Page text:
Integrated cross-platform ads are not driving reach, ROI: Nielsen
By Chantal Tode
May 30, 2014
Cross-platform marketing is a growing focus for brands
Integrated cross-platform advertising frequently does not result in a higher return on investment or greater reach than independently run campaigns, according to new data from Nielsen.
With video consumption on mobile devices growing quickly, brands are increasingly focused on integrating campaigns across multiple screens.
“Nielsen research shows that ads with both TV and online consumer exposure generally achieve higher levels of next-day recall than ads with TV-only exposure or online-only exposure, even at the same frequency of exposure and therein lies the opportunity,” said Randall Beard, global head, advertiser solutions at Nielsen.
“The key to seizing this opportunity is measurement, because only what has been measured can be improved,” he said. “The ability to measure both TV and online, each independently and also together, allows marketers to get a deeper understanding and more accurate sense of how a campaign is doing.
“That knowledge can then be applied to optimize performance, maximizing the return on the ad investment.”
In an examination of 45 cross-platform campaigns, Nielsen found that their duplicated reach was on par with campaigns in which TV and online were run independently.
On average, these integrated campaigns reached only 7.6 percent of the intended audience via both TV and online. Advertisers can typically expect a 7 percent completely random duplication when planning campaigns independently for each screen, according to Nielsen.
Nielsen reports that its research also reveals that with accurate measurement a campaign can get, on average, 8 percent greater reach or significantly higher frequency without any additional expenditure or alteration to their mix of spend.
While the Nielsen data suggests that the results of such efforts are mixed,some would argue thatthe focus on reach does not tell the whole story.
Reach should not always be the core strategy driving a multi-screen campaign, said Natasha Hritzuk, senior director of global consumer insights at Microsoft.
Although it is tempting to see each new screen as a new surface on which to wallpaper our content, we need to be more nuanced around the opportunities inherent in multi-screen marketing, she said.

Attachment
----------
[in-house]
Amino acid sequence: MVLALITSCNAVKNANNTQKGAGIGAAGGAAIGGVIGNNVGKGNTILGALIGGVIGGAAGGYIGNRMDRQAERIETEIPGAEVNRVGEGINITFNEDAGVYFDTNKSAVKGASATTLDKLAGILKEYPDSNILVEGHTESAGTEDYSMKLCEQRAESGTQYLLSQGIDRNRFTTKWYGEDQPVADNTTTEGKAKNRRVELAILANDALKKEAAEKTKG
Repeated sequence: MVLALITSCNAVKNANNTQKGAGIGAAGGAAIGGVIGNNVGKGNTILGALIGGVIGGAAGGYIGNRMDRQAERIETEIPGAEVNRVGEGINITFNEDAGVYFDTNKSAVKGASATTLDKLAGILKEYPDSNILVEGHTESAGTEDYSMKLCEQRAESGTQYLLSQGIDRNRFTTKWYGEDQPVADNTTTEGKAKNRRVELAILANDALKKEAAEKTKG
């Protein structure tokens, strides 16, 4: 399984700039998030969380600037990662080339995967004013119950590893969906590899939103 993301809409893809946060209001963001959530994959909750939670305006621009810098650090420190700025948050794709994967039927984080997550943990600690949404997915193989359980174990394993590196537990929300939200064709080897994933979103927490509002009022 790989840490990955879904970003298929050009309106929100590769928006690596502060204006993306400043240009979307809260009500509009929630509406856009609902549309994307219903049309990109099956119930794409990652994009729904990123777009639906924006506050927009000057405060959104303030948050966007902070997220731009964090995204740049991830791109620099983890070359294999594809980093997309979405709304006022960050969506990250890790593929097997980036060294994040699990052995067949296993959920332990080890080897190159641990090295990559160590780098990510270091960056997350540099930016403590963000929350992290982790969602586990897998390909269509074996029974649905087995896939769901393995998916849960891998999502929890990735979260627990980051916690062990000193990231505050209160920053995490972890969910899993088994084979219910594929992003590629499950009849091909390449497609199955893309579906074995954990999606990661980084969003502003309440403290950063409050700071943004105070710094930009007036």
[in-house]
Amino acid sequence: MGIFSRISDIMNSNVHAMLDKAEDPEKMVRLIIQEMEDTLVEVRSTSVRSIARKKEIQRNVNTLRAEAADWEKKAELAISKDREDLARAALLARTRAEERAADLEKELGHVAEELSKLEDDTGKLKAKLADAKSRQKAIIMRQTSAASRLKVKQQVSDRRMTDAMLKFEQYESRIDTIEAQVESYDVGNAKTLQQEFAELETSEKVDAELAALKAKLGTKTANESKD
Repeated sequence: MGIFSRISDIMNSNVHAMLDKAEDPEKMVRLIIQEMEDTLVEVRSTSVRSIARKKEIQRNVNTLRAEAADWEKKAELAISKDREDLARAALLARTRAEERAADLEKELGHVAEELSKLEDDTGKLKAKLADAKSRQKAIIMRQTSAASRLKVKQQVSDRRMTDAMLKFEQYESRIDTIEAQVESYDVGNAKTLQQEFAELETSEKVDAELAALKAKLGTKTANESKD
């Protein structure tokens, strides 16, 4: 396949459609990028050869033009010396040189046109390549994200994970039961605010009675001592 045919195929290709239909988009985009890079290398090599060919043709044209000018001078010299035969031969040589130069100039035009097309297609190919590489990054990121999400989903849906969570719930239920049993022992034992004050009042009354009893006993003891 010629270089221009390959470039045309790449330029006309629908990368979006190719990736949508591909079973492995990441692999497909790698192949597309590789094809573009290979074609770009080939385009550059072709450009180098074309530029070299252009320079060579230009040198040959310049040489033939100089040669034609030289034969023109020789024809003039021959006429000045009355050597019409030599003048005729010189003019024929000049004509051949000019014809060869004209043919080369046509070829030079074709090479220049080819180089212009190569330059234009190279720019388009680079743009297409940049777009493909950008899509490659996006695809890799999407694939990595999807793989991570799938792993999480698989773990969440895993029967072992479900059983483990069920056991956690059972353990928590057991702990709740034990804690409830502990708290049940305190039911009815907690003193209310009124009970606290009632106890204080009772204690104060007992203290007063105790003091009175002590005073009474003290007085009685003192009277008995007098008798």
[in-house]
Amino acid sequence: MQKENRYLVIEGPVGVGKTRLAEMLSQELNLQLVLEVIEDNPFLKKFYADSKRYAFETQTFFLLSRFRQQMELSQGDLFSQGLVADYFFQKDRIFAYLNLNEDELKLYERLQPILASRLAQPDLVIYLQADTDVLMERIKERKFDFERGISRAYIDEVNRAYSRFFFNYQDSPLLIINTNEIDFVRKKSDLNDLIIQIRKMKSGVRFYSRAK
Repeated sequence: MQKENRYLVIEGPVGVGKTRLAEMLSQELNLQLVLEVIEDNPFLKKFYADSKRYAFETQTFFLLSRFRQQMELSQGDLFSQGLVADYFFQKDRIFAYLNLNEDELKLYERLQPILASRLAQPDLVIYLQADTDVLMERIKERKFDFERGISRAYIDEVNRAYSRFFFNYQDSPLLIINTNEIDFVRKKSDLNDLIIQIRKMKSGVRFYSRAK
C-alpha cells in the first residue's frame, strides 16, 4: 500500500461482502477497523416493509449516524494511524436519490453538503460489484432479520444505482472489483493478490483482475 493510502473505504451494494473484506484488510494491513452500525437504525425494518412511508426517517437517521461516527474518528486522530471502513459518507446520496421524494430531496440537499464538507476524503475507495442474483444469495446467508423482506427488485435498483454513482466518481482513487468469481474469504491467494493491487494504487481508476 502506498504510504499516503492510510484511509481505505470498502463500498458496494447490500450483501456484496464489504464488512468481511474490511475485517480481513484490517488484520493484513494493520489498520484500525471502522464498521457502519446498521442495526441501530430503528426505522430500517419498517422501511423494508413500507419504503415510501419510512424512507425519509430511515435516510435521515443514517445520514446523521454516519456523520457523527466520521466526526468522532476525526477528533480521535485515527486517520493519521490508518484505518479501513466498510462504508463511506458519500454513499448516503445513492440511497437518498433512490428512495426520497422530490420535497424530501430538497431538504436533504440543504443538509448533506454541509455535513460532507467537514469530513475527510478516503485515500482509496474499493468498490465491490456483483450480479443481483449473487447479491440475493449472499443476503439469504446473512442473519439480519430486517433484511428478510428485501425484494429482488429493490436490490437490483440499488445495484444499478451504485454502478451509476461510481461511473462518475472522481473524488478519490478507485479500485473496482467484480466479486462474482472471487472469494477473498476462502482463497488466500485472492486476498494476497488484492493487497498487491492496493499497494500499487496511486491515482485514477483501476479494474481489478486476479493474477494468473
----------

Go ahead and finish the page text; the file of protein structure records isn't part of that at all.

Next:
Multi-screen marketing is also about reaching the right consumers with a message that is additive and meaningful to them and that ultimately drives impact. If we reach 100,000,000 people but only 10 percent care about what we are conveying, is that really a metric for success?
Ms. Hritzuk is co-author of the book, Multi-screen Marketing: The seven things you need to know to reach your customers across TVs, computers, tablets, and mobile phones (John Wiley Sons, 2014).
Mobile at the center
Brands are chasing multi-screen marketing strategies in response to changing consumer habits, with the hours consumers spent watching online video having grown 30 percent between the fourth quarter of 2012 and the fourth quarter of 2013, according to Nielsen.
The expectation is that when managed together, TV and digital hold the potential to drive a bigger impact for advertisers by increasing their reach and/or reinforcing their messaging across screens.
Mobile is likely to play an increasingly important role in well-executed, integrated campaigns that provide a consistent and relevant brand experience across selected channels to provide value along the consumer journey.
Increasingly, mobile will be at the center of cross-platform campaigns, said Gabe Misarti, chief strategy officer at Tris3ct, Chicago. As a personal, omni-present device, mobile offers marketing opportunities that no other channel can offer, and it should be recognized as such in an integrated plan.
The power of mobile will never be in banner ads, no matter how personalized, he said. Mobile will be optimized when the mobile device is leveraged as a vehicle for a brand to enhance a consumer’s experience.
While mobile is playing a bigger role, marketers should not be integrating mobile just because they can.
Ultimately, the real art of multi-screen marketing is selecting the right screen to drive the desirable consumer behavior whether its a purchase or deepening brand love, Microsofts Ms. Hritzuk said. And, to do this, marketers need to make sure they align their content with the primary way consumers relate to each screen.
If the goal is to drive engagement with content, then the tablet is the best screen since consumers are more likely to explore on their tablets, she said. If the goal is to drive a transaction, then mobile might be the better choice.
Chantal Tode is associate editor on Mobile Marketer, New York